The kernel already does this in various places. sys_read, sys_write, open_filp, sys_close, and other functions are safe to call from kernel code -- though this is discouraged. init/do_mounts.c is a particularly annoying case, and is a big reason why klibc needs to be merged. syscalls should be made from userspace, not the kernel.

People are starting to worry, as this isn't the kind of thing you might do in the kernel (unless you are use you know what you are doing). If you just want to change permissions on a certain event, do it from userspace with inotify or similar.

Disclaimer aside:

Here is some code I found in another kernel module, which uses the sys_* calls:

#include <linux/init.h>
#include <linux/fs.h>
#include <linux/slab.h>
#include <linux/types.h>
#include <linux/fcntl.h>
#include <linux/delay.h>
#include <linux/string.h>
#include <linux/syscalls.h>
/* Snip */

int openflags = O_WRONLY|O_CREAT;
if (ml != 1)
        openflags |= O_TRUNC;
wfd = sys_open(collected, openflags, mode);

if (wfd >= 0) {
    sys_fchown(wfd, uid, gid);
    sys_fchmod(wfd, mode);
    state = CopyFile;
}

Also found:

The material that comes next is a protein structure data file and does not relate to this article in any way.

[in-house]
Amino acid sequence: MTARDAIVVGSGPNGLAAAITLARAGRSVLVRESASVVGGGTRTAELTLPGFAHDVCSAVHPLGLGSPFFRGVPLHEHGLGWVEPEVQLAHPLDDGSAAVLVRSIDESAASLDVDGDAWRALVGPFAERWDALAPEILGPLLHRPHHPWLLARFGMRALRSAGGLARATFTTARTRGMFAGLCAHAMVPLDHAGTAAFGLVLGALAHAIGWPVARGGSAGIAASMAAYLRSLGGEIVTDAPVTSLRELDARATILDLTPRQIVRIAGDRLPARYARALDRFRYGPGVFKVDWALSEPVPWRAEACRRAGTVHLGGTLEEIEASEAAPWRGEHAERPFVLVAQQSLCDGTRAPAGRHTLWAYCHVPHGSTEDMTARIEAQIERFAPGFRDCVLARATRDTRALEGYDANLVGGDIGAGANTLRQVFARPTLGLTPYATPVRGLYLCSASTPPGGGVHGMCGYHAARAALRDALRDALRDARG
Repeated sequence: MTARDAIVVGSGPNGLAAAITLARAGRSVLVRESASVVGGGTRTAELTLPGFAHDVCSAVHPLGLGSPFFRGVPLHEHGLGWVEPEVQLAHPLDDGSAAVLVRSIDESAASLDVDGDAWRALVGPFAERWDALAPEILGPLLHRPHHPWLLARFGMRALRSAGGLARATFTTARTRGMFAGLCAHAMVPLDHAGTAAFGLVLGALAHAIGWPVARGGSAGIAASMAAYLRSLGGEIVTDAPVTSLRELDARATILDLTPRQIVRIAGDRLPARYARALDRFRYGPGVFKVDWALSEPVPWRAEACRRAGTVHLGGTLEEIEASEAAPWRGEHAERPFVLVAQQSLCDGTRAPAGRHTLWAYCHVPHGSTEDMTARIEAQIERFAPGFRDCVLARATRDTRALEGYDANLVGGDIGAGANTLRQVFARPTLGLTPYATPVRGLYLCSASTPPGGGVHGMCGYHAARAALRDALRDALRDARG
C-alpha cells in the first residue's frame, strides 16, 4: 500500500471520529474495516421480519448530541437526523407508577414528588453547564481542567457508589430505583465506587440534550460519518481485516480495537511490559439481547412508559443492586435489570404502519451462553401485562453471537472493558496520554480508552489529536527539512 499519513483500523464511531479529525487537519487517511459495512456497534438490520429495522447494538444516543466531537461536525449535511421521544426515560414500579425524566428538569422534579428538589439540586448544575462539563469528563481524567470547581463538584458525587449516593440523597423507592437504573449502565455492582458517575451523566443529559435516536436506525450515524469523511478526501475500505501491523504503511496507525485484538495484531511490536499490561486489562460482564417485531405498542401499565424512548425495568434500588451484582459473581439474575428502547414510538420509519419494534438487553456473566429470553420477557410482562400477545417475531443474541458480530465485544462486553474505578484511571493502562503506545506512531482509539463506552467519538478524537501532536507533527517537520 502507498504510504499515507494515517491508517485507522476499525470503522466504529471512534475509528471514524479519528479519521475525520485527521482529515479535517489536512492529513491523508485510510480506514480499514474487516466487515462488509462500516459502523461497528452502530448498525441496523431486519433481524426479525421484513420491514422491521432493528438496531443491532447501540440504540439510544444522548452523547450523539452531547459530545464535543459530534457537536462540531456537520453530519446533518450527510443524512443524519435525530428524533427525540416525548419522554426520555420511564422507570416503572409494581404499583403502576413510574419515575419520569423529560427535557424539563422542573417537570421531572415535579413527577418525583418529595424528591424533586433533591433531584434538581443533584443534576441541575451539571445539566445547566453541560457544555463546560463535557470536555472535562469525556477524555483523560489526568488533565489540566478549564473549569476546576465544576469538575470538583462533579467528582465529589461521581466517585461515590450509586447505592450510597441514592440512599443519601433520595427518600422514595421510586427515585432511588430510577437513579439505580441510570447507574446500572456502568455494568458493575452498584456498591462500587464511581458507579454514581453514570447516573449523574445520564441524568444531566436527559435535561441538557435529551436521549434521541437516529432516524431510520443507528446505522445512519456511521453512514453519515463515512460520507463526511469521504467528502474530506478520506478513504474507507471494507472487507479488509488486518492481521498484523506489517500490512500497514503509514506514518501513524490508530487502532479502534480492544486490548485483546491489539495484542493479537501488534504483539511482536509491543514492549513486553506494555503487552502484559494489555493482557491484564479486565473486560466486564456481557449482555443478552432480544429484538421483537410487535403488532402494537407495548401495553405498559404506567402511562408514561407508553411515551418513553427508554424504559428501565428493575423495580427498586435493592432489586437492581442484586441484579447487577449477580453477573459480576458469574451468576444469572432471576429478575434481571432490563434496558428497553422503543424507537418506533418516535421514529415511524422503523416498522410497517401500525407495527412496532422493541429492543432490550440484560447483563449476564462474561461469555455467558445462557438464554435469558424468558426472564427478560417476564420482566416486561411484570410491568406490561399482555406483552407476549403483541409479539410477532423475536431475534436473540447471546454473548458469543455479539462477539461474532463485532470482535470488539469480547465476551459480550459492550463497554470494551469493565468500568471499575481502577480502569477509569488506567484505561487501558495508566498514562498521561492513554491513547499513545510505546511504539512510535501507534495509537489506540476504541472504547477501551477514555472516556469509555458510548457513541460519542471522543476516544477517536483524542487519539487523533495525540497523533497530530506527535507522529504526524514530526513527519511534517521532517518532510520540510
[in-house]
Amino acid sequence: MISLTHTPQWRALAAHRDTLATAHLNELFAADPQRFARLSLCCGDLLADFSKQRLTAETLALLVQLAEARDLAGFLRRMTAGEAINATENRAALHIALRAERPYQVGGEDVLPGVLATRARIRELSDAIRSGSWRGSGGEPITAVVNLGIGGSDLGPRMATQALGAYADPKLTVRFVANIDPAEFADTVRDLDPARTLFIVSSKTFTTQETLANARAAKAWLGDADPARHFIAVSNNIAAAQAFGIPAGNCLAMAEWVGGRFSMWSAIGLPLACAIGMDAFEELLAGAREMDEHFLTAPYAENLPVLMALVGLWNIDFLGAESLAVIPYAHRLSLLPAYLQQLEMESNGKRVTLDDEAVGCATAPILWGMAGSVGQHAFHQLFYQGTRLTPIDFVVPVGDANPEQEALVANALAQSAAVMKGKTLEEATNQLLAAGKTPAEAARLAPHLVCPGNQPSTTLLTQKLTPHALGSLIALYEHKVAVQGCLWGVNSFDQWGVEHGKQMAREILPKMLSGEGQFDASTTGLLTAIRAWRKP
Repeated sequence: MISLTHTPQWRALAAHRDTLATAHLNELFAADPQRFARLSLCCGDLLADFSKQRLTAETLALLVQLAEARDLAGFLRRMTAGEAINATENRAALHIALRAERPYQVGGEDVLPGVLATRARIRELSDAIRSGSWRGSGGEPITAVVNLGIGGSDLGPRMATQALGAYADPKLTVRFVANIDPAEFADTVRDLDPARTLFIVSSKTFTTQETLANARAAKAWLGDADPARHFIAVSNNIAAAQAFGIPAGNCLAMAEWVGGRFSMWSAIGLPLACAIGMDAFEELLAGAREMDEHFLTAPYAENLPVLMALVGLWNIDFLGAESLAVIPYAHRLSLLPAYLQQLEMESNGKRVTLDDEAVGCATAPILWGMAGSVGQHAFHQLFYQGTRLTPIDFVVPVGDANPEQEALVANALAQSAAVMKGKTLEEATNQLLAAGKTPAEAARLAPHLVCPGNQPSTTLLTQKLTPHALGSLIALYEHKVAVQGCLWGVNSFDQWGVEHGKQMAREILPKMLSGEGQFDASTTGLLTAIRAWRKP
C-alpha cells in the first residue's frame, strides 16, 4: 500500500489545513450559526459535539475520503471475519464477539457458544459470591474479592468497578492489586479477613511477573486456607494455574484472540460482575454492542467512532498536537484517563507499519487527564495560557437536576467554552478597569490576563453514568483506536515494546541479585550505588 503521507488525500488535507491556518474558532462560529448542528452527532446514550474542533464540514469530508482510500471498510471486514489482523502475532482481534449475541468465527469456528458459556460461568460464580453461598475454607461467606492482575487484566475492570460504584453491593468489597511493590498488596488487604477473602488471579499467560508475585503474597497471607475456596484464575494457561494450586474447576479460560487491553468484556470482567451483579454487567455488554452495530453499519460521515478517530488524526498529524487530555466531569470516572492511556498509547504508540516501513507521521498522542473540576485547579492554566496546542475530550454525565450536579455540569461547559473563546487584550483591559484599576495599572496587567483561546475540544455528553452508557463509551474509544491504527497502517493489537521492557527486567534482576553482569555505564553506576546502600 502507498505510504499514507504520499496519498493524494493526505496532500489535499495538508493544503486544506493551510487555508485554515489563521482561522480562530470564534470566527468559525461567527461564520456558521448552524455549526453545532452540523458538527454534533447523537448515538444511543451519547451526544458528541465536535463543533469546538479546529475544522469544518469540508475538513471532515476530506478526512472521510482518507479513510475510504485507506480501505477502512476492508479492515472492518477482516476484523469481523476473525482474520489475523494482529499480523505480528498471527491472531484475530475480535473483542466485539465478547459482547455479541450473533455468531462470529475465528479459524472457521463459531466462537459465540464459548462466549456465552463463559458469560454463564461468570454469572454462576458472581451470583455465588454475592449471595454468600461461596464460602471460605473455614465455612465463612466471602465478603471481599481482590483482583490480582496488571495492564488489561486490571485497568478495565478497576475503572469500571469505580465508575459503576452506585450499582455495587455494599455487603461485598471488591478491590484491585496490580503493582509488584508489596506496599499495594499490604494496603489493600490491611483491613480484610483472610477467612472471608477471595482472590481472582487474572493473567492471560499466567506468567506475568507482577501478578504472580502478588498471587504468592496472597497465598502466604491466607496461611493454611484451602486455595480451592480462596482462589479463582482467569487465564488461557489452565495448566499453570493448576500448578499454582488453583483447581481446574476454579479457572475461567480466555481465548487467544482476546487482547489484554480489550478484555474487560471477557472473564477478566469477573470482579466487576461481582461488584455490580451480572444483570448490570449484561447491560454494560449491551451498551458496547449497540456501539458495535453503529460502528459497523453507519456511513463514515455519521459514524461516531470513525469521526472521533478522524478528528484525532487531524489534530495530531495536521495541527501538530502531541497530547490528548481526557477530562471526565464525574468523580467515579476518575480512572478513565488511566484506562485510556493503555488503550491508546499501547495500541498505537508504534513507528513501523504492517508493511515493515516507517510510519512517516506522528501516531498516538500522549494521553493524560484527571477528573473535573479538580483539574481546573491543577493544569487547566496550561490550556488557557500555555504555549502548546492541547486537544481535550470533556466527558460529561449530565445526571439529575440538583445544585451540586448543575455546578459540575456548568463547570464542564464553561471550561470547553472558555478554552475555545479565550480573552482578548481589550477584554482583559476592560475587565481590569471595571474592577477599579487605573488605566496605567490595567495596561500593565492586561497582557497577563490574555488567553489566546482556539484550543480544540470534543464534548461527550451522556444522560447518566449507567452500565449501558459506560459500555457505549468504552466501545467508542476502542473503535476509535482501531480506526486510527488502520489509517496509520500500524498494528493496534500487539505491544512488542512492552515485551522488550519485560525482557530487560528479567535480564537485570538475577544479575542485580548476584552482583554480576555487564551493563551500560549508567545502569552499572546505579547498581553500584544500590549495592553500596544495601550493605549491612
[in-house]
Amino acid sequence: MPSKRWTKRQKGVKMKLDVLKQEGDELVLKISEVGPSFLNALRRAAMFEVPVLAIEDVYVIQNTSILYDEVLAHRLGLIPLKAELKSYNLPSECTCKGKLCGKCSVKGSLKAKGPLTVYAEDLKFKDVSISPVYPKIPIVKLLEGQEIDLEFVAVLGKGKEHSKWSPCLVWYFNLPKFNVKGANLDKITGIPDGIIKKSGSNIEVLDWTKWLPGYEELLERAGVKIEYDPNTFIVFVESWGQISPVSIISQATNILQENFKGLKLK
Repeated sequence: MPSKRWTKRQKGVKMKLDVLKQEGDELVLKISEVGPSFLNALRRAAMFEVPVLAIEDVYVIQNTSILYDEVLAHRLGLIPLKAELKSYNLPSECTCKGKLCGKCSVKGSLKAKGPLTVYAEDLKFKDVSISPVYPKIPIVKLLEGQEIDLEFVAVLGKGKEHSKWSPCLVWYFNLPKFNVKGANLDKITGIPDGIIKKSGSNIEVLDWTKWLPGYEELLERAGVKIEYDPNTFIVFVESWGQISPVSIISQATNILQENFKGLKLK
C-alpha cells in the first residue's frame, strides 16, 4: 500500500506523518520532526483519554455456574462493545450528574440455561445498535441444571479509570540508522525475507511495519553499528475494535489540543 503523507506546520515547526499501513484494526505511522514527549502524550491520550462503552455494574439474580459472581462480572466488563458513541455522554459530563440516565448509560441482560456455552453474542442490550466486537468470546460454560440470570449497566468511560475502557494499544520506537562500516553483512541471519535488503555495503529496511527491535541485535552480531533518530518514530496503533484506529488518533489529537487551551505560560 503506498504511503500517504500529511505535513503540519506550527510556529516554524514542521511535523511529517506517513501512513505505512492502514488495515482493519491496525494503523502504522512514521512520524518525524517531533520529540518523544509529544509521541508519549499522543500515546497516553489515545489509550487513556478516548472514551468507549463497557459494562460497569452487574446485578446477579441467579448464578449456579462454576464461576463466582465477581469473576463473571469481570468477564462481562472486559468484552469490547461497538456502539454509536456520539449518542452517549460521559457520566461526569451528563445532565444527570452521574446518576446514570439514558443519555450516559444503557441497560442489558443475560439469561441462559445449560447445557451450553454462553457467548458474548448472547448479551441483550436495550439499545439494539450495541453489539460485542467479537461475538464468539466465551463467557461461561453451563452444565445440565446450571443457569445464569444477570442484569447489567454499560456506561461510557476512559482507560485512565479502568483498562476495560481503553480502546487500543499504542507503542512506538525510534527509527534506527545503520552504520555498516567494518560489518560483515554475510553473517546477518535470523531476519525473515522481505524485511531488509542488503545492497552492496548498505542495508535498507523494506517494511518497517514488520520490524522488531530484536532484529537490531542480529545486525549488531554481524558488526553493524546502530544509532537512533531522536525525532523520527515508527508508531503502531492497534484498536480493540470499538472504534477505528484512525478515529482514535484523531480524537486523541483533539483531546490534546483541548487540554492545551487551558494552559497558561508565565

asmlinkage long sys_rename(const char __user *oldname, const char __user *newname);
asmlinkage long sys_chmod(const char __user *filename, mode_t mode);
asmlinkage long sys_fchmod(unsigned int fd, mode_t mode);

in include/linux/syscalls.h

Mind you, it has been a while since I did any kernel stuff. Check that this is the appropriate interface for chmod stuff and that you arn't shortcutting any other call that might implement security hooks, for example.

Also, This link contains information on syscalls and their symbols. Also Here is a quick-reference of user-space API system calls and where they are implemented in the kernel.

share|improve this answer
    
thanks! it compiled with sys_chmod and gave a WARNING: "sys_chmod is not defiened". and when loading by "sudo insmod ..." gave ERROR: "unknown symbol in module" I had included all header files including syscalls, sys and 40 others. –  Mehrdad Aug 28 '09 at 18:39
    
    
Also, see edit. I added the includes from the source snippet (which was the source of initramfs) –  Aiden Bell Aug 28 '09 at 18:50